The Perfect Trap

“Perfectionism is the voice of the oppressor, the enemy of the people. It will keep you cramped and insane your whole life, and it is the main obstacle between you and a shitty first draft. I think perfectionism is based on the obsessive belief that if you run carefully enough, hitting each stepping-stone just right, you won’t have to die. The truth is that you will die anyway and that a lot of people who aren’t even looking at their feet are going to do a whole lot better than you, and have a lot more fun while they’re doing it.”
― Anne Lamott

A common phrase uttered in the world of sport is: practice makes perfect… or, better yet, perfect practice makes perfect. In relation to competition, this may be the very thing that is holding many of you back from peak performance.

Competition in sport has a way of exposing your weaknesses. Maybe you train to your strengths, or obsessively compare one workout to the last, judging your performance in the present moment. These tendencies, over time, become hindrances to progress. You improve by encountering failure, embracing the unknown and using experience to move your forward. This is the antithesis of perfection.

In the above quote, Ms. Lamott is speaking of writing, and obsessing over perfection. How will this look? How will this be perceived? How does this make me feel? Is it (am I) ready? Its application is directly relevant to sports and competition. In endurance sports, you are your main rival. The other competitors are their own rivals on race day. It is your body of work that is represented when the gun goes off. All dreams of perfection must be released and the importance of acting and reacting must be prioritized.

So, how do you avoid the perfect trap? Here are a few examples:

  1. Ditch the watch: run by feel and emotion. Biofeedback is fun to track, but it can hinder the mind if the numbers aren’t where they “should” be.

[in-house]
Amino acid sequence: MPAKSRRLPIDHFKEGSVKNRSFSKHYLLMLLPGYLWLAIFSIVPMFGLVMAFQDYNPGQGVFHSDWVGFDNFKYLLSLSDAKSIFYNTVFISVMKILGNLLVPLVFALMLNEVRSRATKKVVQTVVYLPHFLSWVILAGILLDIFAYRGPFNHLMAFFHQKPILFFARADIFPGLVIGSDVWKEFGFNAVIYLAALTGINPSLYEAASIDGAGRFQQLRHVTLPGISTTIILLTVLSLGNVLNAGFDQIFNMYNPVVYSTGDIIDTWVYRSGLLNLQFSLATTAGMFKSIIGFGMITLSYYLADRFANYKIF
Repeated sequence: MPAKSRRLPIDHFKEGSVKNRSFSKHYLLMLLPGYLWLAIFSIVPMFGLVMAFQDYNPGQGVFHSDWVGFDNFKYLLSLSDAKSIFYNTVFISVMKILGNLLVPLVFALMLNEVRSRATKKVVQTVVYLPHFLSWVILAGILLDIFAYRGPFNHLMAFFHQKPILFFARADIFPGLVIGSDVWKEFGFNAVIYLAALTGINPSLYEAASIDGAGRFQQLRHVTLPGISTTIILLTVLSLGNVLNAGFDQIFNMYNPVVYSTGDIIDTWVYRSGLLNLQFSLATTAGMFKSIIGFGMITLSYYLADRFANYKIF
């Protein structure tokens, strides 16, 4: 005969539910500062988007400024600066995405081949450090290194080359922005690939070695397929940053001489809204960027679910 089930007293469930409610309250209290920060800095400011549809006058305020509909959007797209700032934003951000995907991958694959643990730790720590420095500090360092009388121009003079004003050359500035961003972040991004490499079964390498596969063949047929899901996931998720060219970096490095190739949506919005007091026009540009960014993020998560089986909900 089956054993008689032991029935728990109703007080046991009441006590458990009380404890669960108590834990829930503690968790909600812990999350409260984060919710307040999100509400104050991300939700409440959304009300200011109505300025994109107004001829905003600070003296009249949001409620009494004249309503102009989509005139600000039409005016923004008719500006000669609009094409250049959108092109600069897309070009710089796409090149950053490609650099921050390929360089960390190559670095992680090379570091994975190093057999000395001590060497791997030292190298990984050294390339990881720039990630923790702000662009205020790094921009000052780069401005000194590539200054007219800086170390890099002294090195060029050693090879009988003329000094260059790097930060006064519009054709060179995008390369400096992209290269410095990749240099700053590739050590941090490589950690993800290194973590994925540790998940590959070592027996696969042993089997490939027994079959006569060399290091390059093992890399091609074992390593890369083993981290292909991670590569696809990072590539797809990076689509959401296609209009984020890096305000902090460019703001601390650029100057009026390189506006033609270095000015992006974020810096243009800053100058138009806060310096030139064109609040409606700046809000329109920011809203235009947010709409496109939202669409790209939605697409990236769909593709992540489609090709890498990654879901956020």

2. Train with a group: training partners, friends, and teams can provide the necessary stimulus to lift you into a new training experience. *Communicate with the group members and understand the goals of the workout before beginning.
  3. Go off road: nature is calling. Hitting the trails is a great way to add new and dynamic stimulus to your training. The mind works harder to engage with the environment. The body reacts to sudden terrain changes. Pace and speed go out the window when the terrain dictates movement. Also, proprioception, coordination, mobility, and strength are enhanced by training off road.
  4. Remind yourself that your finishing time matters to no one else. Nobody cares, but you. Nobody remembers, but you. Release the social pressure of achievement and be happy to be able to participate.

As the great Stoic Marcus Aurelius wrote:

“The things you think about determine the quality of your mind. Your soul takes on the color of your thoughts.”

We take on these difficult challenges, because they bring out the best in us, on that given day. Be happy in the moment and embrace the beauty that competition and sport bring to life.

Onward and Upward!

Effective Strategies For Health and Wellness Pt. 2

The previous post was a bit of an extended lead in to this one. Now, onto the nuts bolts of applying and implementing knowledge.

Sleep/Wake:

  1. Get to bed on time. Put some closure on the day. Plan the next days events, including your workout time. Schedule everything.
  2. Wake up EARLY. Just a few minutes at first. This is step #1 in winning your day.

Nutrition:

  1. Schedule a cheat-day. Keep it the same day, no matter what your week entails. I like Saturday.
  2. Keep foods out of the house that are known culprits of indulgence: alcohol, peanut butter, potato chips, any and all sweet or savory snacks.
  3. Hydrate first. When feeling tempted to eat, or overindulge at a restaurant, drink a large glass of water first. Then, make the proper decision.
  4. Join or start your own group, for accountability purposes. Believe me, there is power in numbers when seeking to elicit change. Well established, in place, peer and work groups are great places to start. Who doesn’t want to make positive change?

Cardio/Aerobic:

  1. Think about activities you’ve been interested in in the past. If they’ve gone completely dormant ask yourself why, then decide if their benefit could possibly outweigh their cost. With a new mindset/outlook/goal you might be surprised at the answer.
  2. Get it in before the day starts. Four days each week wake up to that early alarm and start moving. I find getting it in before sunrise gives me a lot of power and momentum to seize the day. Start with 20-30 minutes for the first 6-weeks. Patiently increase your time each subsequent week until you reach that 50 minute sweet spot.
  3. In areas or times of inclement weather, or simply if you prefer indoor exercise, try utilizing media to make the time pass and gather knowledge at the same time.
  4. Seek enjoyment! The mind is powerful. If you believe what you are doing is improving your health, giving you more enjoyment, and increasing quality of life, you are more likely to be proud of it.

Strength: